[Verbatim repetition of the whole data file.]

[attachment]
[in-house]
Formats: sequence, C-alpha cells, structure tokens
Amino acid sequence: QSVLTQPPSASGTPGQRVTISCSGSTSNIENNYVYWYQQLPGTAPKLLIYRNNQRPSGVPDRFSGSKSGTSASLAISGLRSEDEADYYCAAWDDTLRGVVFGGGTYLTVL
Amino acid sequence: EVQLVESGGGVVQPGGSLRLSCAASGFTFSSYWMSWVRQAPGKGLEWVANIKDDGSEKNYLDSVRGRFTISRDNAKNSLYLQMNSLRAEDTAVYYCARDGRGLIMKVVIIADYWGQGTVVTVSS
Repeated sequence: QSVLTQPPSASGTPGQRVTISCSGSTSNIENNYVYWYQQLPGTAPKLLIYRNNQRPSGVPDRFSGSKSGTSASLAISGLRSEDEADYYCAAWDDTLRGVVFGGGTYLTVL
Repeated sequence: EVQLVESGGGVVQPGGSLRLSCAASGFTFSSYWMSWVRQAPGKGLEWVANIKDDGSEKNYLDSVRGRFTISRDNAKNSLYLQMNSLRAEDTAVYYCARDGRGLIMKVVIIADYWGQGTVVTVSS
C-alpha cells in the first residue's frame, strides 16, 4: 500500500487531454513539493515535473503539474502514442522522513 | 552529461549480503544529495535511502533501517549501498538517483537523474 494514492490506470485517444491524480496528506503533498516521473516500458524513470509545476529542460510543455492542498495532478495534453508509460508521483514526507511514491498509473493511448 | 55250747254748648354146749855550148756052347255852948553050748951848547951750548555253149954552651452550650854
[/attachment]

[in-house]
Formats: sequence, C-alpha cells, structure tokens
Amino acid sequence: QSVLTQPPSASGTPGQRVTISCSGSTSNIENNYVYWYQQLPGTAPKLLIYRNNQRPSGVPDRFSGSKSGTSASLAISGLRSEDEADYYCAAWDDTLRGVVFGGGTYLTVL
Amino acid sequence: EVQLVESGGGVVQPGGSLRLSCAASGFTFSSYWMSWVRQAPGKGLEWVANIKDDGSEKNYLDSVRGRFTISRDNAKNSLYLQMNSLRAEDTAVYYCARDGRGLIMKVVIIADYWGQGTVVTVSS
Repeated sequence: QSVLTQPPSASGTPGQRVTISCSGSTSNIENNYVYWYQQLPGTAPKLLIYRNNQRPSGVPDRFSGSKSGTSASLAISGLRSEDEADYYCAAWDDTLRGVVFGGGTYLTVL
Repeated sequence: EVQLVESGGGVVQPGGSLRLSCAASGFTFSSYWMSWVRQAPGKGLEWVANIKDDGSEKNYLDSVRGRFTISRDNAKNSLYLQMNSLRAEDTAVYYCARDGRGLIMKVVIIADYWGQGTVVTVSS
C-alpha cells in the first residue's frame, strides 16, 4: 500500500487531454513539493515535473503539474502514442522522513 | 552529461549480503544529495535511502533501517549501498538517483537523474 494514492490506470485517444491524480496528506503533498516521473516500458524513470509545476529542460510543455492542498495532478495534453508509460508521483514526507511514491498509473493511448 | 55250747254748648354146749855550148756052347255852948553050748951848547951750548555253149954552651452550650854